Bad Sister

I SAID SOMETHING and I wanted to say something else, but held my tongue. I heard a sound invasive as a sliver. It came from behind me and I knew it well enough. In exactly ten seconds I would dive to the floor and bullets would scream over my head from behind the thin closet door in back of me.

I’d had fourteen years living on the edge as a green beret and even the muffled sound of a cocking M-16 existed as a part of my being. Yes, I played a part in all this. I knew what would happen. Why then, you ask, would I want to say something to the woman in front of me?

Well, the sister I’d lost track of twenty years before stood there calmly holding a Glock nine. She didn’t hesitate as a rule, but I’d just finished calling her “Sis” and it stopped her, hopefully long enough. I bet my life on it.

Carmine’s mouth curled in a bitter twist and she said, “Roland, I can’t believe you’re a Fed. You engineered this?”


“You knew it was me?”

“All along.”

“Now I have to kill you.”

“Actually, no,’ I said, and dived for the floor

Her gun followed my motion and I heard the roar and felt pain at the same moment. Got a lung, but missed her heart shot. A half-second later, holes appeared in the door behind where I’d stood as the M-16 cut loose. Carmine went down in its hail of bullets and smoke.

I coughed as blood began to fill the lung, but managed to cry out weakly, “I’m down.” I couldn’t get my breath, but I knew the symptoms and I also knew I’d live if they got me to the hospital in time.

My agent partner ran through the door, first checking to see that Carmine had nothing further to say and not being sure, put a shot between her eyes. The woman much too dangerous to take any chance with, Bob had to make sure. We knew she’d lived for the thrill as much as for the money. We also knew she was as cool a customer as they made them.

I had no regrets. I lost her twenty years ago. I’d stayed good, gotten into a career that used my military skills while Carmine had turned evil; drugs, selling illicit weapons and especially murder. In a sense I could understand. We were the last of our family and every one of them had met violent death. Happens in some families. You don’t get used to it.

This goes back and the story is worthwhile if for nothing more than the object lesson; trust nobody. I’d tell it now but I needed medical attention, something like removing a slug from my right lung.

Bob Ratchett, my second, got on his cell, gave our position and requested an ambulance stat. It seemed like only seconds later I heard the wail of an ambulance siren, but things began to fade about then. I heard Bob shout, “Rol, don’t leave me.”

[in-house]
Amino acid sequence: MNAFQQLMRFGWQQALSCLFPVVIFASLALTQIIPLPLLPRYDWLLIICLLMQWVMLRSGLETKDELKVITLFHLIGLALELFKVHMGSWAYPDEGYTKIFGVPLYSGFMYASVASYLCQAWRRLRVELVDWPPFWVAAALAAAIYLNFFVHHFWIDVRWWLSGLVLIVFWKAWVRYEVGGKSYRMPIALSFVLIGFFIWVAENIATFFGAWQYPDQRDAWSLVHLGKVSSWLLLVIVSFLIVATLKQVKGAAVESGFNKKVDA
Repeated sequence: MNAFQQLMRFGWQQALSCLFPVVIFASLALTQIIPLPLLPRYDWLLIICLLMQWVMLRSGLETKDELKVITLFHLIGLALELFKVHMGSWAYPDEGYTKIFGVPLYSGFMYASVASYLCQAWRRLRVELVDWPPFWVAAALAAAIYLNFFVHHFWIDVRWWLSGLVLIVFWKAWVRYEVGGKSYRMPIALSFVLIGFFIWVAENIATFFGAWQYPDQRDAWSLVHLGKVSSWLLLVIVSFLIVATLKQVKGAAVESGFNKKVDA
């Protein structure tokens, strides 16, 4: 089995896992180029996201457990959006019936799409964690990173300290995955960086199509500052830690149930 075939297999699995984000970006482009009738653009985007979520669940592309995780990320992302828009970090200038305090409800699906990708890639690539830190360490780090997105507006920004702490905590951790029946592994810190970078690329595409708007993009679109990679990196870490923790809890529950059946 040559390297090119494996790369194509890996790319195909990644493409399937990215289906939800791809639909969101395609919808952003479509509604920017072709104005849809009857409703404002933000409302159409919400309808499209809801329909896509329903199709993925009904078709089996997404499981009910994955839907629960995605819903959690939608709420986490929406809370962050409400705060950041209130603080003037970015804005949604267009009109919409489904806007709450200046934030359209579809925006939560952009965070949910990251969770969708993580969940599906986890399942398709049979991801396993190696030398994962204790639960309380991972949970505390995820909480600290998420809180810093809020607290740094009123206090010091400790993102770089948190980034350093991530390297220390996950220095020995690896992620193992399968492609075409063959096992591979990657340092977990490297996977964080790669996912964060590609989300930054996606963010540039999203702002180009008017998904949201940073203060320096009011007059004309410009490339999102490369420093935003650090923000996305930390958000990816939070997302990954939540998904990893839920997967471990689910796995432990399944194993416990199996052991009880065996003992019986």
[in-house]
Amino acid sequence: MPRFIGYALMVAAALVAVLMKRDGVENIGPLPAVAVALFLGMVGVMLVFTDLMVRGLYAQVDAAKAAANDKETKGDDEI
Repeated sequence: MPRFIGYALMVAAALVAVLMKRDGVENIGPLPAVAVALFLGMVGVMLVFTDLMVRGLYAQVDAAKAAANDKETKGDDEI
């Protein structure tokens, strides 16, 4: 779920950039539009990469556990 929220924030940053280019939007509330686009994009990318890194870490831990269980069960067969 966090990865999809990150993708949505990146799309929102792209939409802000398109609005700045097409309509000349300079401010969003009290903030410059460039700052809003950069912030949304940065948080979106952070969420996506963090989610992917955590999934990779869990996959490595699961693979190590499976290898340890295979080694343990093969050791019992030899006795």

Unconsciousness has a way of doing that. I woke up four days later in a private room with an armed guard outside the door, my chest taped and flying on some neat drug they’d pumped into me. Guess the department didn’t want to take a chance on a loose end popping up and finishing the job. That kind of made me man of the hour.

I mean it. Assistant Director Burke sat quietly in the chair near my bedside. He glanced up as I woke. “Feeling better?” he asked.

“No pain,” I said.

“I should think not.” He smiled at me. “Good job, but I don’t recall getting shot as part of your job description.”

“It’s in there somewhere.”

“Feel like talking?”

“I can manage.”

“Good. Bring me back to the warehouse part. We have the rest covered.”

“Bob okay?”

“We got his part. Your turn.”

“Okay.” I proceeded to put it together in my mind and launched my five-minute dissertation. “As special hitter for Carlos Magana, Carmine left virtually no trail, so when we put surveillance on the warehouse hoping we’d get the final evidence to put him away, I didn’t have a thought that we’d catch up with her. I think the “E” in her middle name meant “Elusive.” Then I had a thought. I’d been bait before.”

Burke nodded.

“I knew it was dangerous. Carmine had no compunction about murder, but she hadn’t seen me in many years and I felt relatively certain she didn’t know I was FBI. She might or might not recognize me, but I hoped she would. I set it up with Bob to infiltrate the closet behind where I could stand while Carmine got the drop on me. On entering the room she would naturally stand in a position facing the closet.

“Now, I’d checked that closet out at a different time and it wasn’t wide, but it had depth and I figured Bob could easily fire through the door and take her down. I really counted on her recognizing me and I know it isn’t department procedure to handle things that way, but I believed it was the only way we’d get her.”

Burke sat attentively still.

“When she came through the door, I yelled, “Sis!”

She had her finger on the trigger, but she had enough control to look at me and it dawned quickly who I was. The rest is history.”

“Except that you have taken one of my best agents out of commission for a few months.” But he smiled.

“I’ll make it up to you. Is Carlos in the bag?”

“You’ll have to. And yes he is.” He got up, uncharacteristically mussed my hair and left the room.”

Bob came in. “How you doing, buddy?”

I looked out the hospital door at the assistant director’s retreating back. “I think he loves me.”

“Don’t kid yourself.”